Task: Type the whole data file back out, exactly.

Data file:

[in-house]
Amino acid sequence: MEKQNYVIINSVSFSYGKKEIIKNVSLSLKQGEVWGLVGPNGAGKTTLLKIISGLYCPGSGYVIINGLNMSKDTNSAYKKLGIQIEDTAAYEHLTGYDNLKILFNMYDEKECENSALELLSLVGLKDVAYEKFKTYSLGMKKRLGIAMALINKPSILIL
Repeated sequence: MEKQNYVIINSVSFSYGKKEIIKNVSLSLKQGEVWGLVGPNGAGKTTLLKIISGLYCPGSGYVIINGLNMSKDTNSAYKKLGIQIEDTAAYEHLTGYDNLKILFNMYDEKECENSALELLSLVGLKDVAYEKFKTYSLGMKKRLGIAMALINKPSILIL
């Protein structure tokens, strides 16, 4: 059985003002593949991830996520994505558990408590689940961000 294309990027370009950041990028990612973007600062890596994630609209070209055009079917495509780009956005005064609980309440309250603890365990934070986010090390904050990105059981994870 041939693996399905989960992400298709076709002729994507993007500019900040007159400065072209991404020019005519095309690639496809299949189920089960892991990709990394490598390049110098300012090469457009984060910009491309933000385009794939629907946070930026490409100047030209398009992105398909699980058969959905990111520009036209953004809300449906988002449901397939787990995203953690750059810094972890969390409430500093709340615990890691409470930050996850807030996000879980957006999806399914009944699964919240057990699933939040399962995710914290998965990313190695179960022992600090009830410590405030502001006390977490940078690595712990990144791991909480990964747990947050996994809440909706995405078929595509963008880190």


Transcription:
[in-house]
Amino acid sequence: MEKQNYVIINSVSFSYGKKEIIKNVSLSLKQGEVWGLVGPNGAGKTTLLKIISGLYCPGSGYVIINGLNMSKDTNSAYKKLGIQIEDTAAYEHLTGYDNLKILFNMYDEKECENSALELLSLVGLKDVAYEKFKTYSLGMKKRLGIAMALINKPSILIL
Repeated sequence: MEKQNYVIINSVSFSYGKKEIIKNVSLSLKQGEVWGLVGPNGAGKTTLLKIISGLYCPGSGYVIINGLNMSKDTNSAYKKLGIQIEDTAAYEHLTGYDNLKILFNMYDEKECENSALELLSLVGLKDVAYEKFKTYSLGMKKRLGIAMALINKPSILIL
């Protein structure tokens, strides 16, 4: 059985003002593949991830996520994505558990408590689940961000 294309990027370009950041990028990612973007600062890596994630609209070209055009079917495509780009956005005064609980309440309250603890365990934070986010090390904050990105059981994870 041939693996399905989960992400298709076709002729994507993007500019900040007159400065072209991404020019005519095309690639496809299949189920089960892991990709990394490598390049110098300012090469457009984060910009491309933000385009794939629907946070930026490409100047030209398009992105398909699980058969959905990111520009036209953004809300449906988002449901397939787990995203953690750059810094972890969390409430500093709340615990890691409470930050996850807030996000879980957006999806399914009944699964919240057990699933939040399962995710914290998965990313190695179960022992600090009830410590405030502001006390977490940078690595712990990144791991909480990964747990947050996994809440909706995405078929595509963008880190």